It's interesting to note that that the three biggest parties capitalise on their leading positions by garnering far more air time than any of the minor parties, thus reinforcing their position. This creates a strong barrier to entry for any other party or independent politician trying to get seats in Parliament.
Quite apart from the power of their brands, the leading parties also attract more funding than the lesser parties, which enables them to entrench their power base. They have money to spend on a much more powerful campaign.
Occasionally, independents do get seats in Parliament, but usually they already have some sort of brand presence in the media. For example Martin Bell, with his distinctive white suit, was a BBC correspondent.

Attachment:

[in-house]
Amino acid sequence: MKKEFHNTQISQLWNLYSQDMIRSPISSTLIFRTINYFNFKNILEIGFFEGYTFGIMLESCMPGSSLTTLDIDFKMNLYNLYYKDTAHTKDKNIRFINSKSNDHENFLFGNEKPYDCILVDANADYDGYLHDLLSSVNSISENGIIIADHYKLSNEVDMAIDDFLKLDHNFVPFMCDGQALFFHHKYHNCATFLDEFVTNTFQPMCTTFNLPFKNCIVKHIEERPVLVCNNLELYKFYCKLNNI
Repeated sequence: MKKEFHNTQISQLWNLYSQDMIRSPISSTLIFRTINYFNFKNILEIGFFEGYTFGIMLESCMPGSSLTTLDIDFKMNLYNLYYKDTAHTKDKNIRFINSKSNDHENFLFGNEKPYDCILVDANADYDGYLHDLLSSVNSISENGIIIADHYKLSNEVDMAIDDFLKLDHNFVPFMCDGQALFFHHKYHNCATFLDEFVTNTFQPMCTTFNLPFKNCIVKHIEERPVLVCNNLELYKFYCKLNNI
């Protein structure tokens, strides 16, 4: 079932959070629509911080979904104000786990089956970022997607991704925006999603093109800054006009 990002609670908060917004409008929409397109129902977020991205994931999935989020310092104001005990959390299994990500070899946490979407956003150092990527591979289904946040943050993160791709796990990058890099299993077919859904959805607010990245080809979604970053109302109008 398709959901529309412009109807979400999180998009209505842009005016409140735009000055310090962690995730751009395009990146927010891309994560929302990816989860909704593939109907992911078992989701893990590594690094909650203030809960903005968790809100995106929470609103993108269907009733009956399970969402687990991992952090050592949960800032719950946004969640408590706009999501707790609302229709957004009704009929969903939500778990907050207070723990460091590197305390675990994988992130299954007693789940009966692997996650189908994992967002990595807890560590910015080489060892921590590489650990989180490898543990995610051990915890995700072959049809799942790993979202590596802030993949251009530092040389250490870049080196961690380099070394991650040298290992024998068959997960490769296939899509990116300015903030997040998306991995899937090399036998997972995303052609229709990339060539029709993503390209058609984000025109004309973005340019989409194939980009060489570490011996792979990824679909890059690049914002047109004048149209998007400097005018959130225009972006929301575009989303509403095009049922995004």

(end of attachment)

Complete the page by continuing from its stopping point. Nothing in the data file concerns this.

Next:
These political barriers to entry are another way that democracy is skewed from the ideal. Interactive Democracy would give voters more power, allow new ideas to emerge and foster wider debate of individual policies. However, it still relies on party politics to form a credible government and does little to undermine the three main parties as political brands.
(Please see Porter's 5 Forces as another perspective on the power balance within politics.)